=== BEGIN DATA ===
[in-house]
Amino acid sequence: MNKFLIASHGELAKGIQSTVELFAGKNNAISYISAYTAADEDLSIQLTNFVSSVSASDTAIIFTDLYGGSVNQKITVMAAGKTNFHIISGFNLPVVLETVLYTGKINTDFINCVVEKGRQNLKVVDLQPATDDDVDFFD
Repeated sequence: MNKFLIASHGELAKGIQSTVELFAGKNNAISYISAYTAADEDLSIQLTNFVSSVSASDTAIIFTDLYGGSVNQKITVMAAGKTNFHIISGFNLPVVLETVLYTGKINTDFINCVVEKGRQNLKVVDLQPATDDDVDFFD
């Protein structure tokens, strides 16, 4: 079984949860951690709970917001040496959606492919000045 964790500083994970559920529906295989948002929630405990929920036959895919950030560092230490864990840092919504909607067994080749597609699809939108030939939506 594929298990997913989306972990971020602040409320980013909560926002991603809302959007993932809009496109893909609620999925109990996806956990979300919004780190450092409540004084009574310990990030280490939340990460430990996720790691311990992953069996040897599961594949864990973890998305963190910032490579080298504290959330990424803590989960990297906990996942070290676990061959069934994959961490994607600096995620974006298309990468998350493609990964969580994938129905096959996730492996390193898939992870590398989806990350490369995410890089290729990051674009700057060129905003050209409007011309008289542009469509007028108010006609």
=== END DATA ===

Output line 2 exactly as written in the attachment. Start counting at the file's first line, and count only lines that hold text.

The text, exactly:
Amino acid sequence: MNKFLIASHGELAKGIQSTVELFAGKNNAISYISAYTAADEDLSIQLTNFVSSVSASDTAIIFTDLYGGSVNQKITVMAAGKTNFHIISGFNLPVVLETVLYTGKINTDFINCVVEKGRQNLKVVDLQPATDDDVDFFD